Advocates on Steps of Congress 2013
Please leave this field empty

My Voice - Q&A With Ashton Cooper

Ashton Cooper is an 18-year-old freshman at the University of Louisville in Kentucky. She was diagnosed with localized scleroderma when she was 7. We talked with Ashton recently about growing up with the disease, including being bullied at camp, difficulty taking medications and her future.

ashton cooper.jpgQ: How long did it take for you to get an accurate diagnosis?

AC: It was about year or year and a half. We went to see a bunch of different doctors, and they all would give me a different cream to try. One doctor was finally able to recognize it because he had studied about scleroderma briefly in college.

Q: What was the hardest part about growing up with scleroderma?

AC: The hardest thing was dealing with not knowing what it was at first. I had what looks like a huge burn mark on my ankle and people just didn’t respond well to that. I had to transfer schools just so people wouldn’t ask about it all the time. In second grade, the guidance counselor sat down with my whole class to talk about it.

Q: Did you experience any particularly difficult times because of scleroderma and, if so, how did you overcome the obstacles?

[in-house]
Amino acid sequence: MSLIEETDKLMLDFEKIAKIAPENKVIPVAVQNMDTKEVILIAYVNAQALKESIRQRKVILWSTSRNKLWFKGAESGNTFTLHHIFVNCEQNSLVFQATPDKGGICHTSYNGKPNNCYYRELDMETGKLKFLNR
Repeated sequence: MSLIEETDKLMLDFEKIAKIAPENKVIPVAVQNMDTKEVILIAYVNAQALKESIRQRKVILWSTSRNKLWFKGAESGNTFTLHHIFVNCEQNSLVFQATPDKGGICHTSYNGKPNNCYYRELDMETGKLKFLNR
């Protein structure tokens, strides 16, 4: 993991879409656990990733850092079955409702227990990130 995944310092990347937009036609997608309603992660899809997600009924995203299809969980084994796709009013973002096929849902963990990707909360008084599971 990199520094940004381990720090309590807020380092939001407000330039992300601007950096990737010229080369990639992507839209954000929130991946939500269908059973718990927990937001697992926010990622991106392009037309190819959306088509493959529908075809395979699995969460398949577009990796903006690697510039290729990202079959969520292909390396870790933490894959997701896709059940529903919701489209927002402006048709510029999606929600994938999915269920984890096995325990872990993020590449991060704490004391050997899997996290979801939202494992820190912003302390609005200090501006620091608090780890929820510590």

AC: At some points, I couldn’t walk because my joints would lock up. I had to sit in a hot tub all night in hopes that it would loosen up. I would miss school when that happened. I also needed an IV with a shot each week. Eventually, I needed a port because I had so much scar tissue that the doctors couldn’t get the IV through my skin.

Q: When you first emailed us about your story, you mentioned a little girl at softball camp who made a mean comment to you. What advice would you give to other kids and teens who face similar situations or are being bullied? What would you say to them to help them make it through this difficult time?

AC: Honestly, don’t worry about it. Often times, these kids just don’t understand. Kids are going to say what they say, and you need to shrug it off. One day, they’ll understand what you’re going through.

ashton cooper 2.jpgQ: What challenges do you foresee scleroderma presenting you in the future?

AC: Hopefully, everything will go smooth. I don’t want to think about challenges. I try to be optimistic about it all.

Q: What would you like to do after college?

AC: I want to join the Peace Corp and work for a nonprofit organization. I like to volunteer and help others.

Q: In one word, describe scleroderma.

AC: Struggle.

 

All active news articles